Government criticized over ambitious inflation reduction target

The Ethiopian federal government has come under scrutiny from members of the House of Representatives following its assertion that it will reduce inflation from its current rate of 27.4% to 12% in the next 2024/25 fiscal year.

Finance Minister Ahmed Shide, while presenting the 2024/25 Budget Statement to the House of People’s Representatives, acknowledged that while there is a slowing trend in the overall price growth of consumer goods and services in the current fiscal year, inflation is expected to remain in double digits for some time. He outlined the government’s plan to implement monetary and fiscal policy measures aimed at significantly lowering the inflation rate to 12% in the next fiscal year.

However, this optimistic projection was met with skepticism by members of the House. One representative questioned the feasibility of such a drastic reduction, asking, “What kind of methods can we use to bring the price down to 12% from the current level?” The representative also criticized the Ministry of Finance for presenting similar ambitious targets in the past, which have not been achieved. Last year, the government aimed to reduce inflation from 36% to 15%, a target that was not met, leading to doubts about the current plan’s credibility.

In response, Minister Ahmed explained that the government has introduced several measures, including a monetary policy credit cap through the National Bank and a reduction in Direct Advance lending to the private sector. He also mentioned that efforts are being made to reduce jobs in agriculture and tourism sectors as part of the strategy to control inflation.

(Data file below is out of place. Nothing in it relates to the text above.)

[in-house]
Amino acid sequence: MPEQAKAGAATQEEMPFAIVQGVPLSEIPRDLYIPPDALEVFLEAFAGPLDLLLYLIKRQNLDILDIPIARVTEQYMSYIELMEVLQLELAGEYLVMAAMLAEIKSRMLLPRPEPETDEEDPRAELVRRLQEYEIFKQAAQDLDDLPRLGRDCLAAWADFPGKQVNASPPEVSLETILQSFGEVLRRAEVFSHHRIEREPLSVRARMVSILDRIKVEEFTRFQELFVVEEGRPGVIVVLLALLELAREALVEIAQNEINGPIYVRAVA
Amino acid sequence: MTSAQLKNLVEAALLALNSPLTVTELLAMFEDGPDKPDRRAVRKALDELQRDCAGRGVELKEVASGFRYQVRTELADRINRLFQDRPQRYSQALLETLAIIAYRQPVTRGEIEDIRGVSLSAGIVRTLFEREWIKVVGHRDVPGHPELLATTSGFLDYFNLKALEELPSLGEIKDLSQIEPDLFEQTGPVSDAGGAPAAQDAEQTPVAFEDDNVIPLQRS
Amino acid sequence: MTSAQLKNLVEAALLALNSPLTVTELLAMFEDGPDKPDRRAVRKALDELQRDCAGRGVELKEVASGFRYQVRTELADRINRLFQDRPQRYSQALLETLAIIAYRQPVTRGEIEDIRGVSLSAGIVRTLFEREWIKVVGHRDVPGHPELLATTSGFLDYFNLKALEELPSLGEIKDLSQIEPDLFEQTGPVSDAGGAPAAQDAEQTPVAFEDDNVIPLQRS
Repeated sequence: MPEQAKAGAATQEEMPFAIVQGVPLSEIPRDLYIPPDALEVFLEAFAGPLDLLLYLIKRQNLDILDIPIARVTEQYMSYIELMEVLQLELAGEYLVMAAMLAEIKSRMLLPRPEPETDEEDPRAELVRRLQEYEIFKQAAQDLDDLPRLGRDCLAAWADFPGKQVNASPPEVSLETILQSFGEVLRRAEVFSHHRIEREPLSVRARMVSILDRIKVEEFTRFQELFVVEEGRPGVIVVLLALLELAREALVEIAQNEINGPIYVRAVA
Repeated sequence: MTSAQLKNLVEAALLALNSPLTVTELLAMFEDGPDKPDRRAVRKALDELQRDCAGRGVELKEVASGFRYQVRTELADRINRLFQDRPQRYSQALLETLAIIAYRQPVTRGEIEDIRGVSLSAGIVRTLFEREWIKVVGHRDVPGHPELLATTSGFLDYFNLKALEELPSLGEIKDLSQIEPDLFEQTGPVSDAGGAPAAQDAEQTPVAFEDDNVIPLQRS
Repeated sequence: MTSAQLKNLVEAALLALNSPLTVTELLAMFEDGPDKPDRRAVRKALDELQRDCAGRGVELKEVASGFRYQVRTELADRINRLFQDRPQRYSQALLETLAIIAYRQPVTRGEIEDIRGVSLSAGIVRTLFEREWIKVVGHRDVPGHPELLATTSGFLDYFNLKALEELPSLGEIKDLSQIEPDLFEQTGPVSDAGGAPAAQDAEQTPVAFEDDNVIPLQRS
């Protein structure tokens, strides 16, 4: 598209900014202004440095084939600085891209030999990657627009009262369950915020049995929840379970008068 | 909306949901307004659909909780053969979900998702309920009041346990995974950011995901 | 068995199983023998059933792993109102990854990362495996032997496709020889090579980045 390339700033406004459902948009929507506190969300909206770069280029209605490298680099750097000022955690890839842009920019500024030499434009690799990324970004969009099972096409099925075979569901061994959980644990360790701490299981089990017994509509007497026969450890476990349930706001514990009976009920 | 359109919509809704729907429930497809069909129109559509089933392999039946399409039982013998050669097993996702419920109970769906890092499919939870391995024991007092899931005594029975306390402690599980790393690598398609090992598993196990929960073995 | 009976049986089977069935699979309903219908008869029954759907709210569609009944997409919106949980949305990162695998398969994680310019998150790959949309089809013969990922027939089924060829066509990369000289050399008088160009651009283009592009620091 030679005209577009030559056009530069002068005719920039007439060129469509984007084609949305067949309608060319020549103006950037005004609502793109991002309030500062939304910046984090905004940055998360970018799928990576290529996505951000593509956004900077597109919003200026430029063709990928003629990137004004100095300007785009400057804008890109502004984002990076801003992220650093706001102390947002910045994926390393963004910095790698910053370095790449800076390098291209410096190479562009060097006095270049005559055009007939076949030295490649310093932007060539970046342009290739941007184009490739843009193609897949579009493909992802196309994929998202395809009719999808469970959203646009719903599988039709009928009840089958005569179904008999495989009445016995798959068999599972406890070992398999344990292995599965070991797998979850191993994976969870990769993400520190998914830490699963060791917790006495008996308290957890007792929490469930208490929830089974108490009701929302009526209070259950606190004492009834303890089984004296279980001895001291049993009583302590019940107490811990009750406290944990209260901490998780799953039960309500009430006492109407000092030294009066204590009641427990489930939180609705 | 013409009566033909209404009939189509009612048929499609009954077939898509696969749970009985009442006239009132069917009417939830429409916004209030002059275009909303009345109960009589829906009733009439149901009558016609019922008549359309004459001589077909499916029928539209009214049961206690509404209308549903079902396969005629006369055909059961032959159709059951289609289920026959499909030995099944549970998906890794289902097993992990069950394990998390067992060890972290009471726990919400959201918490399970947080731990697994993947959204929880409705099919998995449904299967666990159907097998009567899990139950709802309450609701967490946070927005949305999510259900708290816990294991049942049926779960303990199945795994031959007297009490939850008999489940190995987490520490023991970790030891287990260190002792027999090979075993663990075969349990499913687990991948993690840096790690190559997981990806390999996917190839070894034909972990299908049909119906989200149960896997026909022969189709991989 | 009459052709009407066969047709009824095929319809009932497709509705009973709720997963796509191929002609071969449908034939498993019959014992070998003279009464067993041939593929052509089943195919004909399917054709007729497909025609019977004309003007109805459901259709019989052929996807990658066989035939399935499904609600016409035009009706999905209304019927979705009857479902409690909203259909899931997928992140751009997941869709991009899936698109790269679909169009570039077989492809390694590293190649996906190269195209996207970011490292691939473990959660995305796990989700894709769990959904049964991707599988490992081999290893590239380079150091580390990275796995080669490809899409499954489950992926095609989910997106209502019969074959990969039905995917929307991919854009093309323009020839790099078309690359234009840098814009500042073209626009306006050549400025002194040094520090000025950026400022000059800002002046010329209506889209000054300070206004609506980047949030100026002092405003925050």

Despite these measures, Ahmed admitted that the government has struggled to bring inflation down to the desired levels. He cited long-standing supply constraints, limited foreign exchange availability, sharp increases in global commodity prices, including oil, and disruptions along the Red Sea trade corridor as significant challenges. The minister emphasized that these structural issues, many of which are beyond the government’s control, make it difficult to curb inflation quickly.

The criticism highlights the ongoing economic challenges Ethiopia faces as it grapples with high inflation rates. The government’s ambitious target to reduce inflation to 12% by next year is seen by many as overly optimistic, given the persistent structural problems and external economic pressures. As the government continues to implement monetary and fiscal policies, it remains to be seen whether these efforts will be sufficient to achieve the projected reduction in inflation and improve living conditions for Ethiopians.

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